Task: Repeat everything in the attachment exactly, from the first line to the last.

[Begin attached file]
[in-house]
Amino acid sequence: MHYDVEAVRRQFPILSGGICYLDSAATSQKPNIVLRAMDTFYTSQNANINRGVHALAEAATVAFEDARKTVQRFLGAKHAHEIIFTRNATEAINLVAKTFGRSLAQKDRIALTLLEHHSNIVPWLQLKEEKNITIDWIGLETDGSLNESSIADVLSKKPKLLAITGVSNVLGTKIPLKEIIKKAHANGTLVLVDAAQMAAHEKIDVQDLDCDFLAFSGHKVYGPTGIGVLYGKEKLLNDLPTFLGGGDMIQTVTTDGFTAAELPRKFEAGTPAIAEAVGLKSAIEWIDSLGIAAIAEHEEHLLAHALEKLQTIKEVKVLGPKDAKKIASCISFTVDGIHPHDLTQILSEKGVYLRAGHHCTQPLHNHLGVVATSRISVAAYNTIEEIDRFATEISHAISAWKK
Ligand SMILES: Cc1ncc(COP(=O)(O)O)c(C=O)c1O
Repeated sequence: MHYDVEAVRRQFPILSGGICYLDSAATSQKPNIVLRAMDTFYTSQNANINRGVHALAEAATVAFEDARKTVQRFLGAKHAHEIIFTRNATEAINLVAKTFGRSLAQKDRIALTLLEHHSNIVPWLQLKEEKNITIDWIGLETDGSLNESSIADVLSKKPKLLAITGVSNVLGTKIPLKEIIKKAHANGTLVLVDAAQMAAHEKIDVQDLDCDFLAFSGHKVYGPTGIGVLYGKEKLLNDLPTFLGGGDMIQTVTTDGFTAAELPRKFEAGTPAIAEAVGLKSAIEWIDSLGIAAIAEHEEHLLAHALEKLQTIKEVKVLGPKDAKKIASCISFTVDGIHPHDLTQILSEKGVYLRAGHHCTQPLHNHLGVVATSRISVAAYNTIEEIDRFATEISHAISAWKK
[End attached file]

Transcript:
[in-house]
Amino acid sequence: MHYDVEAVRRQFPILSGGICYLDSAATSQKPNIVLRAMDTFYTSQNANINRGVHALAEAATVAFEDARKTVQRFLGAKHAHEIIFTRNATEAINLVAKTFGRSLAQKDRIALTLLEHHSNIVPWLQLKEEKNITIDWIGLETDGSLNESSIADVLSKKPKLLAITGVSNVLGTKIPLKEIIKKAHANGTLVLVDAAQMAAHEKIDVQDLDCDFLAFSGHKVYGPTGIGVLYGKEKLLNDLPTFLGGGDMIQTVTTDGFTAAELPRKFEAGTPAIAEAVGLKSAIEWIDSLGIAAIAEHEEHLLAHALEKLQTIKEVKVLGPKDAKKIASCISFTVDGIHPHDLTQILSEKGVYLRAGHHCTQPLHNHLGVVATSRISVAAYNTIEEIDRFATEISHAISAWKK
Ligand SMILES: Cc1ncc(COP(=O)(O)O)c(C=O)c1O
Repeated sequence: MHYDVEAVRRQFPILSGGICYLDSAATSQKPNIVLRAMDTFYTSQNANINRGVHALAEAATVAFEDARKTVQRFLGAKHAHEIIFTRNATEAINLVAKTFGRSLAQKDRIALTLLEHHSNIVPWLQLKEEKNITIDWIGLETDGSLNESSIADVLSKKPKLLAITGVSNVLGTKIPLKEIIKKAHANGTLVLVDAAQMAAHEKIDVQDLDCDFLAFSGHKVYGPTGIGVLYGKEKLLNDLPTFLGGGDMIQTVTTDGFTAAELPRKFEAGTPAIAEAVGLKSAIEWIDSLGIAAIAEHEEHLLAHALEKLQTIKEVKVLGPKDAKKIASCISFTVDGIHPHDLTQILSEKGVYLRAGHHCTQPLHNHLGVVATSRISVAAYNTIEEIDRFATEISHAISAWKK